Swarming is an ancient military tactic—in fact, Alexander the Great pioneered the first effective counter-swarming maneuver over 2,000 years ago. However, it is also one of the most contemporary of military topics: how to defeat asymmetrical swarming tactics in counter-insurgency operations, how to effectively employ swarming in a modern military, etc. In the 1999 World Trade Organization protests in Seattle, the anarchist “Black Block” pioneered a new form of swarming technique by using text-messaging and cell phones. Swarming has been at the cutting edge of military theory of millennia, but what is it? I hope to answer that question, and explain why it is the most compatible tactic for rhizome and open-source warfare. I will also examine how swarming works, what factors are critical to its success, and how it may be employed in the future by non-hierarchal forces to effectively confront the modern, hierarchal military.
Masked protester at the Seattle WTO Protests in 1999
What is Swarming?
Swarming is the tactical (or, in some cases, operational) maneuver of converging of highly distributed forces at a single point to leverage the military principle of mass. That is, you don’t need to have more powerful forces than your opponent, you just need more powerful forces than they have at the point of conflict. For example, the anarchist “Black Block” in Seattle consisted of a relatively small number of individuals prepared to use violence amongst a sea of peaceful protesters. From this highly dispersed position, using their superior communications capability (in the form of text-messaging), they were able to quickly converge on a single place, overwhelm the localized police presence with brief but intensely violent protest, and then disburse and blend back into the crowds before the police could reallocate forces. They repeated this pulsing nature of swarming forces over and over again, and the police were never able to adapt.
Alexander and the Scythians at Eschate: Defeating Swarming
While fighting to gain control of the province of Bactria, Alexander the Great was confronted by the swarming tactics of Scythian horse-archers. His primary unit—the Macedonian Phalanx—could not cope with the mobile, pulsing, ranged attacks of these units, which would swarm around his fixed formations like wasps, darting in, firing arrows from a standoff range and quickly retreating. Alexander pioneered what remains today the US Army’s counter-swarm (though normally labeled counter-guerrilla) tactic: Find, Fix and Defeat. Initially Alexander used fixed geographical obstacles to corner, or Fix, the Scythian cavalry. But at the battle of Eschate, with characteristic tactical genius, Alexander adapted to the lack of terrain by using a formation of his own forces as an artificial terrain against which to Fix and Defeat the Scythian swarm (see tactical graphic below):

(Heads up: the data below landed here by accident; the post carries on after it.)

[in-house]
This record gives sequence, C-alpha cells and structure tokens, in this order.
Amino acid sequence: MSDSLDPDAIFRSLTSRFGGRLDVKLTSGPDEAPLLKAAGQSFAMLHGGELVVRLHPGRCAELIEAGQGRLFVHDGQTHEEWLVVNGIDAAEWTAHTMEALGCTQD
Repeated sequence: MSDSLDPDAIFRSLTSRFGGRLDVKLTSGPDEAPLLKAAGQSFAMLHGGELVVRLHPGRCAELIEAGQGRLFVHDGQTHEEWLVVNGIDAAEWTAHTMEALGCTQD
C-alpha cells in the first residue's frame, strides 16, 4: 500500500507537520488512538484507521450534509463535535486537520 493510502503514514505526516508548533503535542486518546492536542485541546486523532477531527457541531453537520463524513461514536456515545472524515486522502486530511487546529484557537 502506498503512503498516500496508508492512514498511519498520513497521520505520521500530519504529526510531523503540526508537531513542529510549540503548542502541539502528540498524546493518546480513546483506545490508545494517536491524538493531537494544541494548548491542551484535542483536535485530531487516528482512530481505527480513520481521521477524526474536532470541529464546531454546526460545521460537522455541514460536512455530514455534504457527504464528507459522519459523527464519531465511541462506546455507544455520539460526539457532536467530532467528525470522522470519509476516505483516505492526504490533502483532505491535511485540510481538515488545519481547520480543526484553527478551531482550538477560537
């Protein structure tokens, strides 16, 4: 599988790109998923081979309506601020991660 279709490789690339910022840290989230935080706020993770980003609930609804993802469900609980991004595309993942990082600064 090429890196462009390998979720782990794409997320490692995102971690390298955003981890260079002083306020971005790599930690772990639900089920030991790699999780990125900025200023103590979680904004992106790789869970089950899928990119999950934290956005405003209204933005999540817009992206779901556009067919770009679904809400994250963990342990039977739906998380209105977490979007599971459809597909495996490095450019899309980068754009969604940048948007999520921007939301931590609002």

Principles of Swarming and Counter-Swarming
Swarming depends on a few very simple principles: achieve them, and it will succeed, but deny these principles to a swarming force and it will be defeated:
1. Elusiveness, in the form of mobility or concealment
2. Standoff Firepower, relative to the opposing force
3. Situational awareness of the local environment, relative to the opposing force
No swarming force has even been defeated if it has achieved these three principles. In several instances, swarming has succeeded even without one or more of these principles. However, swarm tacticians should aim to ensure all three principles, while those hoping to defeat a swarming force must be concerned if they cannot deny all three.
NYC Police Obviously Learned from Alexander
Anarchists, among other protesters, had great hopes that the 2004 Republican National Convention in New York would be another repeat of their success in Seattle. Their efforts largely failed, as they were unable to secure any of the three principles of swarming. In particular, the NYC police were able to deny the protesters their principle strength of elusiveness/mobility. Borrowing directly from the playbook of Alexander the Great, police rolled out mobile plastic-mesh fences to quickly create artificial terrain obstacles, trapping large groups of more violent protesters before they could blend away into the city masses. Anarchists and other protesters, for their part, facilitated this successful tactic by advertising the locations of their actions well in advance (by reacting to convention events they forfeited the initiative), eliminating the need for police to Find them, and facilitating the staging of the forces required to Fix and Defeat.